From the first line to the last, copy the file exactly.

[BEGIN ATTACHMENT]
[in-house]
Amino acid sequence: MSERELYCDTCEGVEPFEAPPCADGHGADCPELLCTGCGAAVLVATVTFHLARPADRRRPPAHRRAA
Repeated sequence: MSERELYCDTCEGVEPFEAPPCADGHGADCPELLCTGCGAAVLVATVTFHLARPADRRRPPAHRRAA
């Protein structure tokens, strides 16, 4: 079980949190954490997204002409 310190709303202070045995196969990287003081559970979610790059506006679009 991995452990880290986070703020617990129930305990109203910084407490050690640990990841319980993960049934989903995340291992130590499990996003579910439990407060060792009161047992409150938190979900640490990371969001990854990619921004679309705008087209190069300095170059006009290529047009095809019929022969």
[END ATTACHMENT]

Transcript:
[in-house]
Amino acid sequence: MSERELYCDTCEGVEPFEAPPCADGHGADCPELLCTGCGAAVLVATVTFHLARPADRRRPPAHRRAA
Repeated sequence: MSERELYCDTCEGVEPFEAPPCADGHGADCPELLCTGCGAAVLVATVTFHLARPADRRRPPAHRRAA
């Protein structure tokens, strides 16, 4: 079980949190954490997204002409 310190709303202070045995196969990287003081559970979610790059506006679009 991995452990880290986070703020617990129930305990109203910084407490050690640990990841319980993960049934989903995340291992130590499990996003579910439990407060060792009161047992409150938190979900640490990371969001990854990619921004679309705008087209190069300095170059006009290529047009095809019929022969």